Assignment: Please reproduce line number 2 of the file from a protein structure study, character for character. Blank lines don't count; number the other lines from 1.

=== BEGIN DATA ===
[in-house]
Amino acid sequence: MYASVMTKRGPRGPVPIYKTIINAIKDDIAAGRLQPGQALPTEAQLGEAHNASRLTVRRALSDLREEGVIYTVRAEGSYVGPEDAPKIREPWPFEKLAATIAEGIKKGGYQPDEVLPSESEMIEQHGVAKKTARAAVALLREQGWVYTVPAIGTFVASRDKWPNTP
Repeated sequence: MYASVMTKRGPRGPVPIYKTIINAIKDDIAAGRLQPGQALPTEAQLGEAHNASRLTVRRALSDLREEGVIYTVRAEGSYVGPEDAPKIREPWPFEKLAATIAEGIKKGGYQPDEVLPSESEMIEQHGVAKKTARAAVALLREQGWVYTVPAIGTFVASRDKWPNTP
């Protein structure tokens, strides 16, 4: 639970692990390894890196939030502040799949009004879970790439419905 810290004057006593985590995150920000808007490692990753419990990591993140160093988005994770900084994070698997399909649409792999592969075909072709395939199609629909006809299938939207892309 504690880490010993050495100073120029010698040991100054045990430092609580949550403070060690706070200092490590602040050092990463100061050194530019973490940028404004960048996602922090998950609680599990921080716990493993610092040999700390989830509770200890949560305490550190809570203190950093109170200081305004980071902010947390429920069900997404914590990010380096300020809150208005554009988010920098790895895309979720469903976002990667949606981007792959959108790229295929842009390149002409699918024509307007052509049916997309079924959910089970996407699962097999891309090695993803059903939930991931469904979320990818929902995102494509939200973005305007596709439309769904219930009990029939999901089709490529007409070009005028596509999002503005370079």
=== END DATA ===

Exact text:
Amino acid sequence: MYASVMTKRGPRGPVPIYKTIINAIKDDIAAGRLQPGQALPTEAQLGEAHNASRLTVRRALSDLREEGVIYTVRAEGSYVGPEDAPKIREPWPFEKLAATIAEGIKKGGYQPDEVLPSESEMIEQHGVAKKTARAAVALLREQGWVYTVPAIGTFVASRDKWPNTP